PAGE 104a – December 2010 Mid Month Extra

Howard Lamey's glitter houses

Howard Leroy Lamey’s 2010 version of his annual Christmas layout in Jacksonville, Florida USA, features his well-known “glitter houses” and starts our celebration of Magical Moments with a sentimental visit to Memory Lane. Many model railroaders fondly remember from their childhoods the “magic” of a train set under the tree! The classic Marx Commodore Vanderbilt locomotive (behind the houses at left) was a childhood favorite of both Howard and Carl A. For more about his work, see Howard’s website.


H O T    I D E A S    F O R    S M A L L    R A I L R O A D S

Magical Moments in Minimal ModelingIn This Issue

Pine Mountain Valley RR—Glittering under-the-tree railroad
Bratton Fleming—Authentic snow in a real prototype
Part-Time Puzzle—A new shunting game, based on Rubik’s Cube
Lionelville and MikeSpike—Railroad toys make nice small layouts
Suitcase Layout—Ready to journey to grandmother’s house
Pop-up Layout—Railroad that folds into a greeting card
Historical Small Layouts
1895—English switching puzzle
1945—Thomas the Tank Engine is born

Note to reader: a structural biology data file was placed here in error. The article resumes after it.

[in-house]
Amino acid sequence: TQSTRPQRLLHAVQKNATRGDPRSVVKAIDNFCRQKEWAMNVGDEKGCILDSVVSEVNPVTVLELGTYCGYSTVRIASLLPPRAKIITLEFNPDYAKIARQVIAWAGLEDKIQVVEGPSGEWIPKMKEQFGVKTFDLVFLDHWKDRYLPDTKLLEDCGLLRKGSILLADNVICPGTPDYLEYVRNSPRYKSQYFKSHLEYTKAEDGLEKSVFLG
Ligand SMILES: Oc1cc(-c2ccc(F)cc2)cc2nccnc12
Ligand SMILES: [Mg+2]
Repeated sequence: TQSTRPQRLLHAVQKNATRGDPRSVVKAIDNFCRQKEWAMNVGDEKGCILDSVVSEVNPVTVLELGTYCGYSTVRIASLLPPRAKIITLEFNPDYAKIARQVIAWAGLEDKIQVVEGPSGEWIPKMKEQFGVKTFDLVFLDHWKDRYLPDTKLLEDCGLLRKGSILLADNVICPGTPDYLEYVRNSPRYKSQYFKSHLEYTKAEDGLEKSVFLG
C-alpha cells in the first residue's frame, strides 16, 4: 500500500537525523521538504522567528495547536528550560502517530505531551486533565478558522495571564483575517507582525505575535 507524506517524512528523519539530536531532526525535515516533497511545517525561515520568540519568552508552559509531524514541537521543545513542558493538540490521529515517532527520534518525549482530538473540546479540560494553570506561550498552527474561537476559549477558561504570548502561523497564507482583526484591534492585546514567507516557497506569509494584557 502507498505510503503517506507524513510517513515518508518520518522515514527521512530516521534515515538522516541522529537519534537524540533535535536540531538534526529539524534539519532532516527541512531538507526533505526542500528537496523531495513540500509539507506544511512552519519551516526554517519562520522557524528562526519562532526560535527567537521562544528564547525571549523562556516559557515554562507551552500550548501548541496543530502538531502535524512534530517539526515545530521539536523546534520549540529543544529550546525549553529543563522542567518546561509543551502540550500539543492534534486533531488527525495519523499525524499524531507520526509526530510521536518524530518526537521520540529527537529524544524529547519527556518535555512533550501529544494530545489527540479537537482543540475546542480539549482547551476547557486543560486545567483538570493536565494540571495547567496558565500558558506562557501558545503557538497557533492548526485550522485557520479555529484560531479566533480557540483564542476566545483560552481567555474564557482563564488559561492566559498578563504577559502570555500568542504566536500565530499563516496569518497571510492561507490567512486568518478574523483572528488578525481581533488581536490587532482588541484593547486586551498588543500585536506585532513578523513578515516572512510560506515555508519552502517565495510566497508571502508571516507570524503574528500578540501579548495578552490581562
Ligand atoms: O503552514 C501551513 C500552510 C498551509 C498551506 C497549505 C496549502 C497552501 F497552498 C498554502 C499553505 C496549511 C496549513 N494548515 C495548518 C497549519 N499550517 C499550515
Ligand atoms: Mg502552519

1953—Tiny TT Table Train
1957—Small, simple layout
1972—Classic branch junction
Superconducting MagLev—Science busily creates future magic
Dead End—Classic Inglenook with clever car colors
waGoN—Magic action: N layout in G wagon

What’s a Magical Moment? It happens when we encounter something that makes us exclaim “Wow!” or “Brilliant!” or “How charming!” or other such expressions. In minimum-space layouts, it involves seeing a display that evokes reactions like those, including a tiny stirring of the little hairs at the backs of our necks. Here are a few examples that have affected me that way—I hope you enjoy them as much as I do! And happy holidays to all!
—Carl Arendt

Bratton Fleming

“Awesome” would be an appropriate “magic” word to describe this winter scene, modeled on the well-known two-foot-gauge English line, the Lynton & Barnstaple (currently under restoration). John de Frayssinet, who lives near Ludlow, Herefordshire, England, has observed and modeled snow and drifts more carefully and accurately than I have ever seen. And he generously shares his observations on his website. The model reproduces Bratton Fleming, a through station on the line, virtually at full OO9 scale size. The line curves around behind the backdrop to create a full oval, and a passing siding (loop) holds a second train which can run by in the opposite direction. Let’s hold our breath and watch the wondrously realistic snow with narrow-gauge trains in it!